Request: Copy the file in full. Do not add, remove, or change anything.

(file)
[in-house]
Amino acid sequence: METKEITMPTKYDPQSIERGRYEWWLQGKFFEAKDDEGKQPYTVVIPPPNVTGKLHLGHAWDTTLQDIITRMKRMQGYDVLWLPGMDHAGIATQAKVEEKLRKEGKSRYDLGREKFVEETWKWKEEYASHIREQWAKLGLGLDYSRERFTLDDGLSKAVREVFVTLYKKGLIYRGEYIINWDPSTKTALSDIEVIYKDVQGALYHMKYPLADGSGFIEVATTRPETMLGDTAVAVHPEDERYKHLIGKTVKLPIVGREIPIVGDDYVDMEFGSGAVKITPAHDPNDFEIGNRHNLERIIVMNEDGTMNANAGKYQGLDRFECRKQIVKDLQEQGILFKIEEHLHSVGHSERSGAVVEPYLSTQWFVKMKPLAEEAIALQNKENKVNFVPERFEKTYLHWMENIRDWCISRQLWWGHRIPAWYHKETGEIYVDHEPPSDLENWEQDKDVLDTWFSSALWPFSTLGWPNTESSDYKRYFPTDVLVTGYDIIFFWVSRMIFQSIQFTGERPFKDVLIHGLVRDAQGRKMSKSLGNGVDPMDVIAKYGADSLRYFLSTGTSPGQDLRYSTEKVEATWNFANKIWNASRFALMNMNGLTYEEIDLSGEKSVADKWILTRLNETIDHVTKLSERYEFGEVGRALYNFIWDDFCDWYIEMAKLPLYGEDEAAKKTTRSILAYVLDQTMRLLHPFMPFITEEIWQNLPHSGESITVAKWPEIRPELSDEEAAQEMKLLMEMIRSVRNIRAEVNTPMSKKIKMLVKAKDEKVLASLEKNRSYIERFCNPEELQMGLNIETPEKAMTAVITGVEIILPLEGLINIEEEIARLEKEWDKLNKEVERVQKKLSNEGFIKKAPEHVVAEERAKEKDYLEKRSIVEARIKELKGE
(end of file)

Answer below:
[in-house]
Amino acid sequence: METKEITMPTKYDPQSIERGRYEWWLQGKFFEAKDDEGKQPYTVVIPPPNVTGKLHLGHAWDTTLQDIITRMKRMQGYDVLWLPGMDHAGIATQAKVEEKLRKEGKSRYDLGREKFVEETWKWKEEYASHIREQWAKLGLGLDYSRERFTLDDGLSKAVREVFVTLYKKGLIYRGEYIINWDPSTKTALSDIEVIYKDVQGALYHMKYPLADGSGFIEVATTRPETMLGDTAVAVHPEDERYKHLIGKTVKLPIVGREIPIVGDDYVDMEFGSGAVKITPAHDPNDFEIGNRHNLERIIVMNEDGTMNANAGKYQGLDRFECRKQIVKDLQEQGILFKIEEHLHSVGHSERSGAVVEPYLSTQWFVKMKPLAEEAIALQNKENKVNFVPERFEKTYLHWMENIRDWCISRQLWWGHRIPAWYHKETGEIYVDHEPPSDLENWEQDKDVLDTWFSSALWPFSTLGWPNTESSDYKRYFPTDVLVTGYDIIFFWVSRMIFQSIQFTGERPFKDVLIHGLVRDAQGRKMSKSLGNGVDPMDVIAKYGADSLRYFLSTGTSPGQDLRYSTEKVEATWNFANKIWNASRFALMNMNGLTYEEIDLSGEKSVADKWILTRLNETIDHVTKLSERYEFGEVGRALYNFIWDDFCDWYIEMAKLPLYGEDEAAKKTTRSILAYVLDQTMRLLHPFMPFITEEIWQNLPHSGESITVAKWPEIRPELSDEEAAQEMKLLMEMIRSVRNIRAEVNTPMSKKIKMLVKAKDEKVLASLEKNRSYIERFCNPEELQMGLNIETPEKAMTAVITGVEIILPLEGLINIEEEIARLEKEWDKLNKEVERVQKKLSNEGFIKKAPEHVVAEERAKEKDYLEKRSIVEARIKELKGE